Odyssey of a Dream

Last night The University of Montana was holding it’s annual fundraiser event called Odyssey of the Stars, an event I attend every year where they honor a past alumni who has lead an accomplished life in the arts. Last night’s recipient was honoring Lt Colonel Timothy Holtan, who was my high school music teacher, not much older than myself, who went on the become the Commandant of the U.S. Army School of Music. The event is to raise money for the College of Visual and Performing Arts Scholarship Fund, as it becomes an evening of celebration showcasing the various departments within the college and pay tribute to a personal journey through the arts.

For me this annual event become a journey within myself. It takes me back to a time when I was an enthusiastic student at the University studying theater. I had received a scholarship for theater, which was one of the few given to a student from such a small town like Superior. Even more rare, I was the first member of my family to ever go to college. I loved theater, all aspects of it. Small town high schools are mostly noted for athletics and with no recognition for arts. So when I, this creative soul, was able to leave that painful existence and suddenly enter a world of people with the same interest and desire. I become consumed with all aspects of production. I loved costume and sewing, was in heaven dressing sets and working with props and set design creating alternate worlds of reality. But most of all I loved light. It fascinated me how an audience would come into a dark space and it could suddenly be transformed by light. I absorbed the history of theater and was a prolific reader of all types of theater literature. I became an expert in script analysis and could spend days and days sifting though a play to find all it’s meanings and nuances. It’s like every play contained and worked within it’s own universe. It became my life, 24 hours a day; I lived, ate, and breathed theater. I was so passionate about all aspects of production that it became very hard for me to focus on any thing in particular. It was suggested early that I would make a great stage manager because I knew so much and could solve any issues that would arise. It as it turned out it was a perfect fit for me. I was a natural, balancing the creative with the technical. I also began studying directing and was the only undergraduate to get a degree in directing; which was generally only open to graduate students. I was so dependable that I was always paired with the guest artist who visited for a semester and was constantly working from show to show, doing something different on each production. Wow I don’t know how I ever kept up with that kind of life.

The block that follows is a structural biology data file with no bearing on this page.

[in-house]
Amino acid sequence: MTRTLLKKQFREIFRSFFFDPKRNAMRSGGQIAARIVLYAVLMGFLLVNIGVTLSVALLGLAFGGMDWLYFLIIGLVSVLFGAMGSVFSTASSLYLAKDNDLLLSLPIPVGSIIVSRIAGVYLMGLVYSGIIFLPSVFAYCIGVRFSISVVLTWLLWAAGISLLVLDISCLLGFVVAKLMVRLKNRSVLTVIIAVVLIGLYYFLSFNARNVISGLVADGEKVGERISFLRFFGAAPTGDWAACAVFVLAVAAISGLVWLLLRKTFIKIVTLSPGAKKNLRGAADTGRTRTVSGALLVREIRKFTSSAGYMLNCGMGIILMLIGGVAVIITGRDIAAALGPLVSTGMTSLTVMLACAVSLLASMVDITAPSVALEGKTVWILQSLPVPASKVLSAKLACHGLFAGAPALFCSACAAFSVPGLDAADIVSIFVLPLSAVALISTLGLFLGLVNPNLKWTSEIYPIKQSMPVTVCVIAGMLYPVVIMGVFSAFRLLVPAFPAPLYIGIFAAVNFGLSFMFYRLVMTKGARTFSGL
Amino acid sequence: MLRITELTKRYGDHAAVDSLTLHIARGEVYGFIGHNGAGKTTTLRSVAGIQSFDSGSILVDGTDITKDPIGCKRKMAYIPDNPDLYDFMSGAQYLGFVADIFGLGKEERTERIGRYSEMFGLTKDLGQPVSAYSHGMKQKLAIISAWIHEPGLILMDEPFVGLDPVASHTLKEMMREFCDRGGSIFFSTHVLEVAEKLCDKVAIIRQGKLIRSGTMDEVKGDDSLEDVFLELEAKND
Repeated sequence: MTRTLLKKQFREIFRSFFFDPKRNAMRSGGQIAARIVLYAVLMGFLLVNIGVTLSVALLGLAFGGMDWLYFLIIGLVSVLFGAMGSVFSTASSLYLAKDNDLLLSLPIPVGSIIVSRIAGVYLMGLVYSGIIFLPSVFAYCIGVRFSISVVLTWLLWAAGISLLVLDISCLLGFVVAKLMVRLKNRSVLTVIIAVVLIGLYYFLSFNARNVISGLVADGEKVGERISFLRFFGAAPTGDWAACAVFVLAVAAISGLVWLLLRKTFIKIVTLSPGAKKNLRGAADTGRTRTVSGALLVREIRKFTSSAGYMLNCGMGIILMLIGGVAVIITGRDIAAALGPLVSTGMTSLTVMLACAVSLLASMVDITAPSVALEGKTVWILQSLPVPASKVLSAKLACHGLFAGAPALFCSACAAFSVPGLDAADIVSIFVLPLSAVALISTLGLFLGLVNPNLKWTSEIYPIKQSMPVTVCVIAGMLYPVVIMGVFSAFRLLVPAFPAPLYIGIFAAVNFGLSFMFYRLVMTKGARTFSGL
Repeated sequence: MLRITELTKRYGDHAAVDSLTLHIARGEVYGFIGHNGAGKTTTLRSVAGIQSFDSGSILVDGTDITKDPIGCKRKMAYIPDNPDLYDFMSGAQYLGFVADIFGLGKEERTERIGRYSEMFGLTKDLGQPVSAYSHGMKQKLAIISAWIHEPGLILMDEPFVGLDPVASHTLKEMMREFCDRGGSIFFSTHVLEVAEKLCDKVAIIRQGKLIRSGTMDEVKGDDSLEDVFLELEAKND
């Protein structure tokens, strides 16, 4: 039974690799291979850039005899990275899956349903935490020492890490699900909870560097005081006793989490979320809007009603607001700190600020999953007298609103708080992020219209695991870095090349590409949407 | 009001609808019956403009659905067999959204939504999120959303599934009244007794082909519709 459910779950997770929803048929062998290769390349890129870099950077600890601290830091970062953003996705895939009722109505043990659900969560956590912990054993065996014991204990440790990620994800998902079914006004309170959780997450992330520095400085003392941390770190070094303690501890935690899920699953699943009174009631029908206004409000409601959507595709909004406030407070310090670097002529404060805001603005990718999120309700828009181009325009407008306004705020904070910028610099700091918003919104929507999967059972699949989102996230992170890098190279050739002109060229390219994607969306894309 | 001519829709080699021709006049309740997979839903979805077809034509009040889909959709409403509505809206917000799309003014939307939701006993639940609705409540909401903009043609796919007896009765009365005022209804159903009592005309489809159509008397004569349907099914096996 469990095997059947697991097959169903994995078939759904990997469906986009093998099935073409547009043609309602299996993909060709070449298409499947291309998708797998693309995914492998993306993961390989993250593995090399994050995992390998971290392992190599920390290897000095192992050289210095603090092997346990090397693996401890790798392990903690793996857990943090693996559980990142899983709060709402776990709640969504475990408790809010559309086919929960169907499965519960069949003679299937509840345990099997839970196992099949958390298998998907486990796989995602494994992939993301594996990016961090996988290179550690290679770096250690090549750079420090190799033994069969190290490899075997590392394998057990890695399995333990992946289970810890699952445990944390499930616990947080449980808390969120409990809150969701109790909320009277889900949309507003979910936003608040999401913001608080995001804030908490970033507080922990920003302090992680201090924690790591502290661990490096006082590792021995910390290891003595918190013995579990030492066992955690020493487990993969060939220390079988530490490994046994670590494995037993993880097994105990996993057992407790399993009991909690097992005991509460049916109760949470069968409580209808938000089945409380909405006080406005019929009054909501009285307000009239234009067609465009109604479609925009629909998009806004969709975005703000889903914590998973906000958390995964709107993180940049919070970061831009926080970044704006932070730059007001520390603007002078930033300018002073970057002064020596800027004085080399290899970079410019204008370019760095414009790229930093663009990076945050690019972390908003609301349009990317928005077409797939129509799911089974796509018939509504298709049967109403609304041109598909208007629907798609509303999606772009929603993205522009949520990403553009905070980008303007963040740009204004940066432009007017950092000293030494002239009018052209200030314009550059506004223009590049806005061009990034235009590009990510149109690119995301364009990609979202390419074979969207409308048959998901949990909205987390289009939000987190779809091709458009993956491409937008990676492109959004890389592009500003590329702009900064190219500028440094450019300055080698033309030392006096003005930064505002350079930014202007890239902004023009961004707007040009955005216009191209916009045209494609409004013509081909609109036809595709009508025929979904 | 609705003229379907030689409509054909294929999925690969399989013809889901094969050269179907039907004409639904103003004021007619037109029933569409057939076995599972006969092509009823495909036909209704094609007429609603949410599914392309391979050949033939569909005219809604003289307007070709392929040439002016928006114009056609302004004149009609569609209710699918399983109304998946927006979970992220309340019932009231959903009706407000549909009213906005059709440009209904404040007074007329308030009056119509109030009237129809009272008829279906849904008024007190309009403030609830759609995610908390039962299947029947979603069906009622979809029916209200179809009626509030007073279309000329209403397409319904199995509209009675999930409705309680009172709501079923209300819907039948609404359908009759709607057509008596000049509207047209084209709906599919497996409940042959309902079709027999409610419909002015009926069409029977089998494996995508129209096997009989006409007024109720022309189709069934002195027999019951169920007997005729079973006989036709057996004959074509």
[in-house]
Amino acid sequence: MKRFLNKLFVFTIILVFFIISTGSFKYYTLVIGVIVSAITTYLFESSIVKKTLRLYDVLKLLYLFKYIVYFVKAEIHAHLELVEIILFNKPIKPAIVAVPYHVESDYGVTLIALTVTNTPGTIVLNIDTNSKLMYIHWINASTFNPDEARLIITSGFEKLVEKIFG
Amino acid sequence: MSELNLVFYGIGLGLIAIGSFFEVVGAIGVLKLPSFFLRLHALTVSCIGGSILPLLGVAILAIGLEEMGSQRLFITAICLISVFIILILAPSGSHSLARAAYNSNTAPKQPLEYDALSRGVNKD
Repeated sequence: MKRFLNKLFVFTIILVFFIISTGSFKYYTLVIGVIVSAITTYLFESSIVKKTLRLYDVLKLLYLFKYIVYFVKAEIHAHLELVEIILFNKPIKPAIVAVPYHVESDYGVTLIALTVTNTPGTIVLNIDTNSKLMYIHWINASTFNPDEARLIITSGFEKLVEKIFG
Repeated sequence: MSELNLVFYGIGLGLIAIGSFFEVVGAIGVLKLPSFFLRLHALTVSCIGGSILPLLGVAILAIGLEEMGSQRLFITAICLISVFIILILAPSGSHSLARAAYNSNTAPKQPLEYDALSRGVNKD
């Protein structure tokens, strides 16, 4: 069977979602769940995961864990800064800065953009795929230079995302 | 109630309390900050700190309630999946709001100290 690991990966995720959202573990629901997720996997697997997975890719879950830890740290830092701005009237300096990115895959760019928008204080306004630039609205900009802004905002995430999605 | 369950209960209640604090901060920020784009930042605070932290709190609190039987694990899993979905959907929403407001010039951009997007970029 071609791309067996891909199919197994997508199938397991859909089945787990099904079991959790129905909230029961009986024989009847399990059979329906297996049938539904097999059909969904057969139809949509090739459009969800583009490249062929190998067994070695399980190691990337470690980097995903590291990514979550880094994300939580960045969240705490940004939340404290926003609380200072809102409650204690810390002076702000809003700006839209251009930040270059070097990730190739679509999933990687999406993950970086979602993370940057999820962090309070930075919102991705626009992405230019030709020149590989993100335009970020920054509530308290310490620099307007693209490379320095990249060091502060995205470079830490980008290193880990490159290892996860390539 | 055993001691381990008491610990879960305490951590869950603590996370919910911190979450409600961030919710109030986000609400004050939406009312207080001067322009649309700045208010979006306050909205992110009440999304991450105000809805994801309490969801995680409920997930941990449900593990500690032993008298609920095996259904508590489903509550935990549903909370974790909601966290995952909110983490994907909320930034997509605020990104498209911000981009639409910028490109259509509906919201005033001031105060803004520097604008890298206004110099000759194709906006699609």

Last night I saw that look in the young performers eyes at this event, enthusiastic, vibrant, pulsing with excitement and stamina. The arts are a strange business, and college arts programs are rarely like the path you may eventually go if you eventually work in the arts. Unfortunately life gets in the way and so many of the people I went to school with didn’t take it anywhere beyond that world of college. Why is it this dream seems to die so easily? Why and how does it become a reality for some and merely a dream for others? When we work in the arts do we live in an alternate reality? I feel fortunate most of my life has been creative. I have followed my passions and the dream never seems to die, but some days I question this path especially the older I get the more it becomes a struggle. I talk to a lot of different artists in a variety of fields and we all feel the same, so it’s not unique to me. In most fields it’s the opposite, life gets easier as struggle becomes less and less as most head toward retirement. But is there really a retirement from something you are so truly passionate about? Something that fueled all your desires, hopes, and inspirations to create such dreams. My energy and enthusiasm doesn’t seem to be any less, it’s opportunity that seems to become less. We become bound to our securities and are less likely to take as many chances. At the reception last night I noticed we were mostly a group of aging people, most of whom I have known most of my life. Are we all getting that much older? When I finally caught up with Tim, at the reception, he reminded me it has been 31 years since we both left Superior and then exclaimed, “You still have all your curly hair”. My heart sank as I pondered how much time has gone by. Since last nights events I have been re-examining my life in the arts. I realize how I have remained true to myself, though the dreams of those days have taken me in so many unexpected directions and I know deep in my heart there is no regret for the path chosen so very long ago.